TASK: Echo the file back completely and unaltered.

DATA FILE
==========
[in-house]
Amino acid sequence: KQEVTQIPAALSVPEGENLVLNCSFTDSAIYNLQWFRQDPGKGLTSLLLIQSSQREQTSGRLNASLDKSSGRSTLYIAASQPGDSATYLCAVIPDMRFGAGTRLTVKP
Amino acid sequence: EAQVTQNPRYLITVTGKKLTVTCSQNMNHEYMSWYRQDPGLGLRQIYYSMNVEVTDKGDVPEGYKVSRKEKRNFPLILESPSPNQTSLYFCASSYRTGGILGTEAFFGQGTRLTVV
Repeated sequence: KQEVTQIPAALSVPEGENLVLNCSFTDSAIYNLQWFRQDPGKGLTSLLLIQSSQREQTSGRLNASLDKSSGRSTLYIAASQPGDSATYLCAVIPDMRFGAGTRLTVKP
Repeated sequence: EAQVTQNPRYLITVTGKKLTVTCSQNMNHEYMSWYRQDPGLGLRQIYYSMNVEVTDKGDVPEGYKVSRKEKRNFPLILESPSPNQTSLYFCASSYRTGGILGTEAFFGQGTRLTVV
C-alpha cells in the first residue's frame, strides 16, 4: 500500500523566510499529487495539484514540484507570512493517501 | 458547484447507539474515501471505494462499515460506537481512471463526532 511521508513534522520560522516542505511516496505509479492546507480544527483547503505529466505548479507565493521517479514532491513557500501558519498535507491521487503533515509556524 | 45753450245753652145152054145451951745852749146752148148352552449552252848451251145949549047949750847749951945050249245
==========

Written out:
[in-house]
Amino acid sequence: KQEVTQIPAALSVPEGENLVLNCSFTDSAIYNLQWFRQDPGKGLTSLLLIQSSQREQTSGRLNASLDKSSGRSTLYIAASQPGDSATYLCAVIPDMRFGAGTRLTVKP
Amino acid sequence: EAQVTQNPRYLITVTGKKLTVTCSQNMNHEYMSWYRQDPGLGLRQIYYSMNVEVTDKGDVPEGYKVSRKEKRNFPLILESPSPNQTSLYFCASSYRTGGILGTEAFFGQGTRLTVV
Repeated sequence: KQEVTQIPAALSVPEGENLVLNCSFTDSAIYNLQWFRQDPGKGLTSLLLIQSSQREQTSGRLNASLDKSSGRSTLYIAASQPGDSATYLCAVIPDMRFGAGTRLTVKP
Repeated sequence: EAQVTQNPRYLITVTGKKLTVTCSQNMNHEYMSWYRQDPGLGLRQIYYSMNVEVTDKGDVPEGYKVSRKEKRNFPLILESPSPNQTSLYFCASSYRTGGILGTEAFFGQGTRLTVV
C-alpha cells in the first residue's frame, strides 16, 4: 500500500523566510499529487495539484514540484507570512493517501 | 458547484447507539474515501471505494462499515460506537481512471463526532 511521508513534522520560522516542505511516496505509479492546507480544527483547503505529466505548479507565493521517479514532491513557500501558519498535507491521487503533515509556524 | 45753450245753652145152054145451951745852749146752148148352552449552252848451251145949549047949750847749951945050249245